Reading Our Emotions

January 26, 2017

Reading Our Emotions

Early childhood educators believe theory can inform our practice, and we also believe that our work can inform the development of theory. One of the most important roles of an early childhood educator is to move into each day with this curiosity and say, yes I believe this to be true, or on the contrary, use our experiences and observations with children to challenge theory. A lot has been written about toddlers’ egocentrism and that has resulted in them being unfairly labeled the “terrible twos”.  But we know from carefully observing children and looking for competencies, that’s not true. We know that toddlers are very caring, kind and empathetic. We see it every day.

As educators, we recognize one of the ways we can support toddlers’ social and emotional development is to offer stories that can be read with emotional expression. As the children listen they are emotionally drawn in and begin to interpret the story through their own unique experiences and feelings. By sharing stories, children can experience love, emotions, appreciation and relationships as they hear the words that help describe and deepen their understanding of these feelings.

We began reading ‘Owl Babies’ while preparing for our Special Person Day. We chose this story because it was about love and caring, something we feel for the special people in our lives. We soon discovered this book meant so much to the children in our care.

The children gravitate to this book and appear to use it for comfort when they are feeling sad, scared or lonely. I believe that all the children can relate and connect to the story, which details the separation between a mommy owl and her owl baby. In the story the older owl siblings offer their baby brother different perspectives to comfort him as they wait for their Mom to return. This parallels what happens in the classroom when newer children’s feelings are acknowledged and support is offered by those children who are familiar with the drop off routine. The children engage in the story by connecting to and demonstrating the changing emotions of the owl babies. The children often choose to find a quiet spot to reflect with this book on their own as they empathize with the owl babies and connect with their own feelings.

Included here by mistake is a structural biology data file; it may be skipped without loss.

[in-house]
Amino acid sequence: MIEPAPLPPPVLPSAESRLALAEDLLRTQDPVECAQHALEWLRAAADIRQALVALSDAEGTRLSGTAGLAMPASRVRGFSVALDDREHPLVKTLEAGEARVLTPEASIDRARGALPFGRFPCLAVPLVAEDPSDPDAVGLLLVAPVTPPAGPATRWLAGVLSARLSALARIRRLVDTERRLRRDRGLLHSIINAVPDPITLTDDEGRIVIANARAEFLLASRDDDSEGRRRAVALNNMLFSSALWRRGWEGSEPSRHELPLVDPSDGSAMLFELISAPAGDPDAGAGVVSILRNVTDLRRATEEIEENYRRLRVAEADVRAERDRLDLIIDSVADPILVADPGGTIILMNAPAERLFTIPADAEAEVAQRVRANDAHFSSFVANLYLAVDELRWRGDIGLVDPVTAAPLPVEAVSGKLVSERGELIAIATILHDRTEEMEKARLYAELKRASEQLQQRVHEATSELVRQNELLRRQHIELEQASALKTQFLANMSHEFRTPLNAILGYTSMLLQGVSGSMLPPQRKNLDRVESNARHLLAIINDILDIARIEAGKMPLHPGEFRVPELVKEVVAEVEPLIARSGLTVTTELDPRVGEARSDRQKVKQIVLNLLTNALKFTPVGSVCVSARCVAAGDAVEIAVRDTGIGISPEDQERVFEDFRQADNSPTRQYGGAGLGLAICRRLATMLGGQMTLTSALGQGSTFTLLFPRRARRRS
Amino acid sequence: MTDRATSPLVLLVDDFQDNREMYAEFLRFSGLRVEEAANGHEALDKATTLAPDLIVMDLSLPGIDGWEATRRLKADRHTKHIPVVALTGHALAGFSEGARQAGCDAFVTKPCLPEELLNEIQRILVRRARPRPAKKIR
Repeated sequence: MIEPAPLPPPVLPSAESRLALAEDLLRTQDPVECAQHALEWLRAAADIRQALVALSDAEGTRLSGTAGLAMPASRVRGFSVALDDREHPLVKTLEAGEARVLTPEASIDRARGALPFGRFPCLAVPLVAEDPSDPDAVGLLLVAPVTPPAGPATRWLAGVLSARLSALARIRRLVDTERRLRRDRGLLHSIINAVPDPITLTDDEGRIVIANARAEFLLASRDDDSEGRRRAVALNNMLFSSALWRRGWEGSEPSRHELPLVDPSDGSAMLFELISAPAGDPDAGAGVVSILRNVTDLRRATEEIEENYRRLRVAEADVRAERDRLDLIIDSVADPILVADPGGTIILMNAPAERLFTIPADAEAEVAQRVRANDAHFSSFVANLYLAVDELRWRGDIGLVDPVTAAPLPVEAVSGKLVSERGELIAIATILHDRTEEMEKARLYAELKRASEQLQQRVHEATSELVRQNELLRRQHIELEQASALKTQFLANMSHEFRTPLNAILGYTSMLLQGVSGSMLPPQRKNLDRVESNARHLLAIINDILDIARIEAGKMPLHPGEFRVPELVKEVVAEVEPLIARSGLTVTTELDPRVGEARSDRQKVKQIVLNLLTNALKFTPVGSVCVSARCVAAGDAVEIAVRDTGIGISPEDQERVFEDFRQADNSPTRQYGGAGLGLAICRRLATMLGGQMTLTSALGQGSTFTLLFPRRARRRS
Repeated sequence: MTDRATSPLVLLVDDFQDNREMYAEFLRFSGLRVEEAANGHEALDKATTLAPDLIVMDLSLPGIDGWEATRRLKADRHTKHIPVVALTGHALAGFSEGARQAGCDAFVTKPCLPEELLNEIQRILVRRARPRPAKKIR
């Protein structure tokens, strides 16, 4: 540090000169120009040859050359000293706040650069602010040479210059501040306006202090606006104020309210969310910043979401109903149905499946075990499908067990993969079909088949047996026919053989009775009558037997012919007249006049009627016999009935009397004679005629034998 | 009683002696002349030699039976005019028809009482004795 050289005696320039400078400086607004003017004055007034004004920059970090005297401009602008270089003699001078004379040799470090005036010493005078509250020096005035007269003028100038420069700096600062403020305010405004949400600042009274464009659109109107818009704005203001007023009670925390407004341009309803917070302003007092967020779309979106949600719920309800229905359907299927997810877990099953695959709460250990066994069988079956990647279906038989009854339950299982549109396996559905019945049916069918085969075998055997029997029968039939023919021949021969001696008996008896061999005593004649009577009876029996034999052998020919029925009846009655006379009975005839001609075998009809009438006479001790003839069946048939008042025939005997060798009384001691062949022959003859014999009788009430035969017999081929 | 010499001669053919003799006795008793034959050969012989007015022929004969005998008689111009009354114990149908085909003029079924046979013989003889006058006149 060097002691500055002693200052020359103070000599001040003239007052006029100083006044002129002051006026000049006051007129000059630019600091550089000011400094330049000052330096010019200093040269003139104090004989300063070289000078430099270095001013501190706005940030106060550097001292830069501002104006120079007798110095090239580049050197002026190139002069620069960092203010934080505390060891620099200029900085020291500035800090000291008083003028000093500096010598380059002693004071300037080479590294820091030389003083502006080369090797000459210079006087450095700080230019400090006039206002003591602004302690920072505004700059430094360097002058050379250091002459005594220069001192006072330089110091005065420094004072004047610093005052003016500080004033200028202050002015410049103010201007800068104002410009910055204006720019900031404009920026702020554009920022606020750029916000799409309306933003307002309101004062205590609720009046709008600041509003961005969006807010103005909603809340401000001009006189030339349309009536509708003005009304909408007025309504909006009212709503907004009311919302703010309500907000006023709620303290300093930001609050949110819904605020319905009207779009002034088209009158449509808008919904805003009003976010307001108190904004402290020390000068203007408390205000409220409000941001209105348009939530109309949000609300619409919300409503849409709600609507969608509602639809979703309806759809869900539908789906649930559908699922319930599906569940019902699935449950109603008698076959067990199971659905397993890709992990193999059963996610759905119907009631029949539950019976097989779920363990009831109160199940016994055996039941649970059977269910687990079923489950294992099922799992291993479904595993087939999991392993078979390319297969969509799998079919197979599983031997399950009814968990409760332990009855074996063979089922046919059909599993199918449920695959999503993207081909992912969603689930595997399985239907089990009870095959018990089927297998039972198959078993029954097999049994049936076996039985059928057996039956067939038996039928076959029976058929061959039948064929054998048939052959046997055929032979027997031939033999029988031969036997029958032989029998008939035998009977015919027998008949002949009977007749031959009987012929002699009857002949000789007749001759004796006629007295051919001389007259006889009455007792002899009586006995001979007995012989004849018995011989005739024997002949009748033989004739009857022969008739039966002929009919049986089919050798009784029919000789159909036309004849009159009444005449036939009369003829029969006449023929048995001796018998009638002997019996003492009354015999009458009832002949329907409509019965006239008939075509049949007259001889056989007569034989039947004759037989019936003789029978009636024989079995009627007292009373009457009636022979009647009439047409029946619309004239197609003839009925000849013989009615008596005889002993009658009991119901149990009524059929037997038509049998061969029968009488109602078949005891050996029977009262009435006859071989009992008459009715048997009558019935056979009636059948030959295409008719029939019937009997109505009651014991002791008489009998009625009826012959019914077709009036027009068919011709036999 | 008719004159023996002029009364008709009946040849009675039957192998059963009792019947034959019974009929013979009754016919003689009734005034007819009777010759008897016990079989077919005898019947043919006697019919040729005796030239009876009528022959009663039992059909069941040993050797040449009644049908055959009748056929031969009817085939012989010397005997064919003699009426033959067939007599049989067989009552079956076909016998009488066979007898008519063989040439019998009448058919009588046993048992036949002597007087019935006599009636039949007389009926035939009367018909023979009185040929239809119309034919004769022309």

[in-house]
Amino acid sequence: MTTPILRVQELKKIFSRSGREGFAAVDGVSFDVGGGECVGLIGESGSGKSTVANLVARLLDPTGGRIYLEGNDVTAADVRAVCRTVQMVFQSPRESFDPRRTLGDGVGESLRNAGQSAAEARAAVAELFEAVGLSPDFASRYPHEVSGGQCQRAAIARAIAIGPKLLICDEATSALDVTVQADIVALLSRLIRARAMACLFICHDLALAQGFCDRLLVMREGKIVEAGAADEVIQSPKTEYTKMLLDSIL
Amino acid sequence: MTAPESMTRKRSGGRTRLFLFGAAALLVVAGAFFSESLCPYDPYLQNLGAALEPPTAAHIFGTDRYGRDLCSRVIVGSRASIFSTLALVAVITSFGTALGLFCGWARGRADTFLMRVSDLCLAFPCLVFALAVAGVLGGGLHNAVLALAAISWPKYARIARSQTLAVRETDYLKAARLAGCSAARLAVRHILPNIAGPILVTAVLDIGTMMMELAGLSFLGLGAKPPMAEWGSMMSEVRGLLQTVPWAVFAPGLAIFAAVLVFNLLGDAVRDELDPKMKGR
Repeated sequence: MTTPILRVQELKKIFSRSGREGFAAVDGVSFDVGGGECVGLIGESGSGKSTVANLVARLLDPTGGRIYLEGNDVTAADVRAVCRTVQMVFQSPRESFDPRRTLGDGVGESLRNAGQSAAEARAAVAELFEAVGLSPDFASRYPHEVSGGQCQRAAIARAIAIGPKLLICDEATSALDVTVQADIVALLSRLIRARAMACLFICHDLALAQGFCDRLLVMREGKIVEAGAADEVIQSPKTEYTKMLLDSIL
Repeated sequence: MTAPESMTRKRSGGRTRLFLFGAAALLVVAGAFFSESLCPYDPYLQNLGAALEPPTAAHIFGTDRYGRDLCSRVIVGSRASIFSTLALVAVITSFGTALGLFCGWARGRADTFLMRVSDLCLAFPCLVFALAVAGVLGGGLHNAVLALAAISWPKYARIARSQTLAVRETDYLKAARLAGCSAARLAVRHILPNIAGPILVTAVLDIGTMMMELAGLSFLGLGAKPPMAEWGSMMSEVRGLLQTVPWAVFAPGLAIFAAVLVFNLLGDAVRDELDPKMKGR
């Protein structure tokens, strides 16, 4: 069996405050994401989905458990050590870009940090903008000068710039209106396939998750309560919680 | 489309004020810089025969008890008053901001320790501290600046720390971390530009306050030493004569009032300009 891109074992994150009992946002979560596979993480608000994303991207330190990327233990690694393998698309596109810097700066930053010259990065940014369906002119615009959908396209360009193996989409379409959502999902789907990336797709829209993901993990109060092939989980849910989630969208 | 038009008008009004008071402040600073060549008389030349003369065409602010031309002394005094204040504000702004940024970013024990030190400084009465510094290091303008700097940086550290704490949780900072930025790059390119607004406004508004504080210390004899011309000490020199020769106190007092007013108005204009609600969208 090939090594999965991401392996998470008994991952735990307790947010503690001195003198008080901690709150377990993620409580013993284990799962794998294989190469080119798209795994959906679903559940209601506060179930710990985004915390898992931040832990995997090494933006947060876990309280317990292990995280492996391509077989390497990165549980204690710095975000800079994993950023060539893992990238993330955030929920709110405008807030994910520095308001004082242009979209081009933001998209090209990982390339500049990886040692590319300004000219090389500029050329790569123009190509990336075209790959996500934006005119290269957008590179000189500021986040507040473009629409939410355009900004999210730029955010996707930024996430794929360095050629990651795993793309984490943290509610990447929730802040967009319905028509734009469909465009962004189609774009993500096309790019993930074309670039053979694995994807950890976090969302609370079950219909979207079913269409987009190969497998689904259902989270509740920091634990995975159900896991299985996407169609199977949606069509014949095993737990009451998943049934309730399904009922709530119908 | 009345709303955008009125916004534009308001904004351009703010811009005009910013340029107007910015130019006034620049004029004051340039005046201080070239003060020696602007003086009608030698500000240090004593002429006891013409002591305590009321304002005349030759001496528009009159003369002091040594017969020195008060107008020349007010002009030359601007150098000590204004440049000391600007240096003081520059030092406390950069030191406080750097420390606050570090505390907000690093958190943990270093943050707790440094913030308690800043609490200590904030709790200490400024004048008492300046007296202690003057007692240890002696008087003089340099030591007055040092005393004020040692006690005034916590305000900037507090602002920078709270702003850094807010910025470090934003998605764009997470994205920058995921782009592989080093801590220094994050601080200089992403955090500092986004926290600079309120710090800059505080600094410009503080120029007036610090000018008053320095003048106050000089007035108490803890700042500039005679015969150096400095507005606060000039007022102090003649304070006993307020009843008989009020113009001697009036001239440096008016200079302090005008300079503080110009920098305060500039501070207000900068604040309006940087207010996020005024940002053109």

The book ‘Grumpy Bird’ has helped toddlers in our Shamrock Program recognize that they all do not feel the same way at the same time. It has created opportunities for us to discuss ways we can be kind and caring to one another, even when our friends are angry or sad. The children know this story well and study the pictures carefully for further understanding.

In this video Violet demonstrates her understanding of what she knows about making others feel happy. As Violet moves through the book she points to the bird and says, “He sad!” She then proceeds to turn the page, find him and kiss him. When she finds him near the end of the book she states, “He happy!” Violet then begins the book again at the first sad bird picture and says, “Be happy!” and blows a kiss to the sad bird, turns the page and does the same for the bird on each of the following pages. Her familiarity of the story allows her to connect emotionally, practice her strategy and express what she knows. I believe Violet feels that kisses make her feel better when she is sad, and her actions show us she believes her kisses will make someone else who is sad feel happy too.